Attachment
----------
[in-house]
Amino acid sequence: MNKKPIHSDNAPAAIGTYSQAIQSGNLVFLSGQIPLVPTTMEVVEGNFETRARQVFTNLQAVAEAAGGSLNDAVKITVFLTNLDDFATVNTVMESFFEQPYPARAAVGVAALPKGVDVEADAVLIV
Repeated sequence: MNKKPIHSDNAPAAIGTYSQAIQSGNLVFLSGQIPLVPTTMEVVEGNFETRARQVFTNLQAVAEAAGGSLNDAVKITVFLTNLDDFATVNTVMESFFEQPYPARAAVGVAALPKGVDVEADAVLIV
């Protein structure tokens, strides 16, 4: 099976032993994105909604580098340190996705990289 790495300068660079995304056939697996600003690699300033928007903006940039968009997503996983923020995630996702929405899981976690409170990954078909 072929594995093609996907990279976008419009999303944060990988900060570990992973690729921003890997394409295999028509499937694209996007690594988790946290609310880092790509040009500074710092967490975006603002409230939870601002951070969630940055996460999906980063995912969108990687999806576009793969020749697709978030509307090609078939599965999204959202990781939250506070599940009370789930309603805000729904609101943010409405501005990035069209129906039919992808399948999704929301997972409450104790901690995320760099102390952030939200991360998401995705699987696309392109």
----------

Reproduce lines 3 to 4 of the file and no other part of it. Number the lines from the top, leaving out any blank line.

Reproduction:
Repeated sequence: MNKKPIHSDNAPAAIGTYSQAIQSGNLVFLSGQIPLVPTTMEVVEGNFETRARQVFTNLQAVAEAAGGSLNDAVKITVFLTNLDDFATVNTVMESFFEQPYPARAAVGVAALPKGVDVEADAVLIV
């Protein structure tokens, strides 16, 4: 099976032993994105909604580098340190996705990289 790495300068660079995304056939697996600003690699300033928007903006940039968009997503996983923020995630996702929405899981976690409170990954078909 072929594995093609996907990279976008419009999303944060990988900060570990992973690729921003890997394409295999028509499937694209996007690594988790946290609310880092790509040009500074710092967490975006603002409230939870601002951070969630940055996460999906980063995912969108990687999806576009793969020749697709978030509307090609078939599965999204959202990781939250506070599940009370789930309603805000729904609101943010409405501005990035069209129906039919992808399948999704929301997972409450104790901690995320760099102390952030939200991360998401995705699987696309392109």